Malware plaguing mobile devices are a growing concern, and some researchers have made an even worrying revelation. They have found that criminals may get down to using methods involving music, lighting or vibration to trigger malware on mobile devices.  

These researchers, one of whom is of Indian-origin, belong to the University of Alabama at Birmingham (UAB). The UAB researchers were able to trigger malware hidden in mobile devices from 55 feet away in a crowded hallway using music. They also managed successfully, at various distances, using music videos; lighting from a TV, computer monitor and overhead bulbs; vibrations from a subwoofer; and magnetic fields. 


Music can trigger malware in mobile devices (Image credit: Getty Images)

Reports further quoted Ragib Hasan, assistant professor of computer and information sciences and director of the UAB SECuRE and Trustworthy (SECRET) computing lab as saying, “When you go to an arena or Starbucks, you don't expect the music to have a hidden message, so this is a big paradigm shift because the public sees only emails and the internet as vulnerable to malware attacks.” Hassan added, “We devote a lot of our efforts towards securing traditional communication channels. But when bad guys use such hidden and unexpected methods to communicate, it is difficult if not impossible to detect that.”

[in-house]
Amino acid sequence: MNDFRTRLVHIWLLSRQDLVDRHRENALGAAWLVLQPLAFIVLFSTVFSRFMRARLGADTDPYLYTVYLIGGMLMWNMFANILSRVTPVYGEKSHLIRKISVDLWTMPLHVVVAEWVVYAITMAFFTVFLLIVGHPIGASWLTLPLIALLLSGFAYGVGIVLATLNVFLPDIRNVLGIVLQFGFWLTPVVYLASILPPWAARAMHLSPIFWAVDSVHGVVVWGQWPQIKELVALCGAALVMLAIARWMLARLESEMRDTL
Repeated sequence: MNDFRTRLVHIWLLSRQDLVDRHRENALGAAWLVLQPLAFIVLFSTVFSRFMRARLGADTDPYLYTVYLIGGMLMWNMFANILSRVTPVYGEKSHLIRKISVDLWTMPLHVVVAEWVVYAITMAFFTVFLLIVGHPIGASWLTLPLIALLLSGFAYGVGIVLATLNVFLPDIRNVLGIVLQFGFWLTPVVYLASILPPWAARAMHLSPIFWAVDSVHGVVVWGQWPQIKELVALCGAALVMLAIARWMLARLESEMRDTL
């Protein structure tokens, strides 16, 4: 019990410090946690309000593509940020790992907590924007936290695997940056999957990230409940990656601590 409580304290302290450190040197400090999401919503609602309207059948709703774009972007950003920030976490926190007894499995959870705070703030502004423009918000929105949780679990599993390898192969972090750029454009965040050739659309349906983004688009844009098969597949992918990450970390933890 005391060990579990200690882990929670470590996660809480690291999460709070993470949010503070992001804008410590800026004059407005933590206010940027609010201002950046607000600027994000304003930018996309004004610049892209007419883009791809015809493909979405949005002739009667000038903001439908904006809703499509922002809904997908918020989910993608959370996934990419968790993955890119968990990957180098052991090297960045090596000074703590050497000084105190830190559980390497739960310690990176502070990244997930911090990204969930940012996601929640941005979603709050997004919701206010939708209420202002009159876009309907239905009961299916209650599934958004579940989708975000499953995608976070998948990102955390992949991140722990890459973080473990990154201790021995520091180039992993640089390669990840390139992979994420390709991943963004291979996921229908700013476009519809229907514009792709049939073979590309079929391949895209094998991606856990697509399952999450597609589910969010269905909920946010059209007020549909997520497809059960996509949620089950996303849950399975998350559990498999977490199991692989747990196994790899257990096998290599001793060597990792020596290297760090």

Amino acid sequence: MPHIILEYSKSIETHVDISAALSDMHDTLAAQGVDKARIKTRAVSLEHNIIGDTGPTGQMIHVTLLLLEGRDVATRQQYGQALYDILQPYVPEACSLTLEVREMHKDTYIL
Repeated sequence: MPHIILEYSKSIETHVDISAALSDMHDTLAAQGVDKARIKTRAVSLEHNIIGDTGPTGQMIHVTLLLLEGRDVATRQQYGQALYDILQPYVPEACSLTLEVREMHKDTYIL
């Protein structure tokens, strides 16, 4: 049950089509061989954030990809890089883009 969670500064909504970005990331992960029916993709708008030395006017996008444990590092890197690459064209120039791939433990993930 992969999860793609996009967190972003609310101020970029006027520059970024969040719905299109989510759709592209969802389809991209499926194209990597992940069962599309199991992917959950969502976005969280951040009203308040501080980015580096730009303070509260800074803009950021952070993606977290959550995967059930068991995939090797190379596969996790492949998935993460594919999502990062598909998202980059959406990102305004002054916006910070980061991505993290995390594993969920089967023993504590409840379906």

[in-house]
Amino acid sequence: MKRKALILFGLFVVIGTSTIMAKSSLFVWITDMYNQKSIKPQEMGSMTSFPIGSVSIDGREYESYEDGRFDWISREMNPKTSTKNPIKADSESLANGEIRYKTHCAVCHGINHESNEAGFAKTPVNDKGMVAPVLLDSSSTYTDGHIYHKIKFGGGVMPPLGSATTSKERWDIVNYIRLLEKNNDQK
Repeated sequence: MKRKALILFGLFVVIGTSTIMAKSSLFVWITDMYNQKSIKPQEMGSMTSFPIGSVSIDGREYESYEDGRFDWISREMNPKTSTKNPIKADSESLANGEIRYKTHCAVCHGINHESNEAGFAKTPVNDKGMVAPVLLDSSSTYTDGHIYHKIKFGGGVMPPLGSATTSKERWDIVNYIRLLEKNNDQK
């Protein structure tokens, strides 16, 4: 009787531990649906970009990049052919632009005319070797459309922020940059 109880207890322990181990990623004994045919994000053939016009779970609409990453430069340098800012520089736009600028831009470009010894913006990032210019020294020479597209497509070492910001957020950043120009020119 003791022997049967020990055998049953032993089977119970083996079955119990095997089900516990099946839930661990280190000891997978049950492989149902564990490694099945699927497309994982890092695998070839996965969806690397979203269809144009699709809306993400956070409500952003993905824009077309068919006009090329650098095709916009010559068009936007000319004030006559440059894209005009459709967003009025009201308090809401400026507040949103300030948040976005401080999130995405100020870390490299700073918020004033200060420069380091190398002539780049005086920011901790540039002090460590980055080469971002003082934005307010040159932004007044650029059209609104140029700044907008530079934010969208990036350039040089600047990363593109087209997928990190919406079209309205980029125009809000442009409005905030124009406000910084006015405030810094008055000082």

Nitesh Saxena, director of the UAB security and privacy in emerging computing and networking Systems research group and assistant professor in the center for information assurance and joint forensics research said, “We showed that these sensory channels can be used to send short messages that may eventually be used to trigger a mass-signal attack.”

Interestingly, the researchers could trigger malware with a bandwidth of only 5 bits per second. 

Saxena added, “While traditional networking communication used to send such triggers can be detected relatively easily, there does not seem to be a good way to detect such covert channels currently.”

The researchers presented their findings at the 8th Association for Computing Machinery (ACM) Symposium on Information, Computer and Communications Security in Hangzhou, China. 

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